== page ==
Washington Post’s Marty Baron says he’s retiring next month
NEW YORK (AP) — Washington Post Executive Editor Marty Baron, who has led the resurgent newspaper as it nearly doubled its staff in eight years, said Tuesday that he will retire at the end of February.
One of the nation’s top journalism executives, Baron led the Post through a digital transformation and drove it through intense competition with The New York Times, another news organization that thrived through the Trump era.
Baron was the top editor at the Boston Globe and Miami Herald before taking over at the Post. Many outside journalism know him through actor Liev Schreiber’s portrayal in the 2015 movie “Spotlight” about the Globe’s investigation of the Catholic Church.
It was one of many “epic” news stories during his 45 years in journalism that Baron recalled working on in a note sent to Post staff members on Tuesday.
“The experience has been deeply meaningful, enriched by colleagues who made me a better professional and a better person,” he wrote. “At age 66, I feel ready to move on.”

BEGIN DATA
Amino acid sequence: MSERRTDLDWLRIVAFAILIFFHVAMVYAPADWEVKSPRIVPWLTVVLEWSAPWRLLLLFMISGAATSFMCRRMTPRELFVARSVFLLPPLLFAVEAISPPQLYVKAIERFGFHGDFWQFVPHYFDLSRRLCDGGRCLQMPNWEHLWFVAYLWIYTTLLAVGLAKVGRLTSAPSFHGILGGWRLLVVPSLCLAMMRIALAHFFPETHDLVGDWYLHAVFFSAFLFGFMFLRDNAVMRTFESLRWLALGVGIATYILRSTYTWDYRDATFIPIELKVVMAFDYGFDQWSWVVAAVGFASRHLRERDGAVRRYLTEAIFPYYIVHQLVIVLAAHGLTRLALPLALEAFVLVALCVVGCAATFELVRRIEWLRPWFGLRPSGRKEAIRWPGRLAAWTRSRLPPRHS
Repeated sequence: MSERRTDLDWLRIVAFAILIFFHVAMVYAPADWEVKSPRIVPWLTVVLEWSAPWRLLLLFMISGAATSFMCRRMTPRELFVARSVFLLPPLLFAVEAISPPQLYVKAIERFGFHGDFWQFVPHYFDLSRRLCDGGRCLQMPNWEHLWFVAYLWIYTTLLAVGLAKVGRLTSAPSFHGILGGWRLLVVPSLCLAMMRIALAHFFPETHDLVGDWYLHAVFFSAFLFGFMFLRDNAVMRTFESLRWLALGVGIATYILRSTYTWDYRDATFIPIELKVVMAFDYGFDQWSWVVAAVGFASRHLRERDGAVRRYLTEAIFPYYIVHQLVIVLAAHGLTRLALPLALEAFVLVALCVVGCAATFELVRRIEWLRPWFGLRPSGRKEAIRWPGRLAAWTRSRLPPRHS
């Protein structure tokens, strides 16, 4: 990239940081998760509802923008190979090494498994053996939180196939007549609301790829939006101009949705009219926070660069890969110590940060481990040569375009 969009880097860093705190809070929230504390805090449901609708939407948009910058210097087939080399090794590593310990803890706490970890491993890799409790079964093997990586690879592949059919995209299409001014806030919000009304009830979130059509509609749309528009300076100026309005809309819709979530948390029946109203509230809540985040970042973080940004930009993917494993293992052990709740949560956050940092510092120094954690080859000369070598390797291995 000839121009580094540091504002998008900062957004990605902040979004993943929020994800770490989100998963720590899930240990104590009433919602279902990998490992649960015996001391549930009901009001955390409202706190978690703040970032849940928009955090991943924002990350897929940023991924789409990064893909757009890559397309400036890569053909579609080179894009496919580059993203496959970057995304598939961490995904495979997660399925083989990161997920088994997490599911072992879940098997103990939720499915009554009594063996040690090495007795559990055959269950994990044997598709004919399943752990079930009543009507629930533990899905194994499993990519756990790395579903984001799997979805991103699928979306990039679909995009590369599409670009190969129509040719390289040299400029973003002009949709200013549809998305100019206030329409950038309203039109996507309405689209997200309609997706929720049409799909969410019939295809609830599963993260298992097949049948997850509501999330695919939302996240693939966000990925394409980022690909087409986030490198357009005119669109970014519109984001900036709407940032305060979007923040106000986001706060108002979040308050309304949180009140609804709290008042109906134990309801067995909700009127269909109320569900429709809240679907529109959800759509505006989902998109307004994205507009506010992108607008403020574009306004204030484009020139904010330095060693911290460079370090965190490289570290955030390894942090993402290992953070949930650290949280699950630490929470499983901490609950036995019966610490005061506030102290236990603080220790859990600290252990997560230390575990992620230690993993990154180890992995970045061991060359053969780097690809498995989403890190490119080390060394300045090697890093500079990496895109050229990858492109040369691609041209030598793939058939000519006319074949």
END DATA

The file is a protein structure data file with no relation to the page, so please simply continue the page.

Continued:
His retirement wasn’t entirely a surprise, after he committed to colleagues two years ago to take the newspaper through another presidential inauguration.
The Post’s staff increased from 580 journalists to more than 1,000 during his tenure. Aggressive coverage of the Trump administration often led the former president to attack it and owner Jeff Bezos.
Baron would respond that “we’re not at war with the administration. We’re at work.”
“You leave behind a newsroom that is bigger and stronger and more thoughtful than ever,” Bezos posted on Instagram. “You led with integrity, always — even when it was exhausting (which it often was).”
Many who worked with him vouched for the accuracy of Schreiber’s depiction of a quiet, demanding and occasionally brittle boss.
Post correspondent Philip Rucker tweeted that it was “crushing news. Marty made us all smarter journalists and pushed us collectively to exciting new heights.”
He led the paper as it sought answers for the 2018 murder of Saudi columnist Jamal Khashoggi. The Post had some growing pains, with Black journalists pushing for greater representation.
During his tenure, the paper has won 10 Pulitzer Prizes.
The Post’s publisher and CEO, Fred Ryan, said Baron had “significantly expanded our coverage areas, inspired great reporting, managed an awesome digital transformation and grown the number of readers and subscribers to unprecedented levels.”
He promised a “broad and inclusive” search for Baron’s successor, considering both internal and external candidates.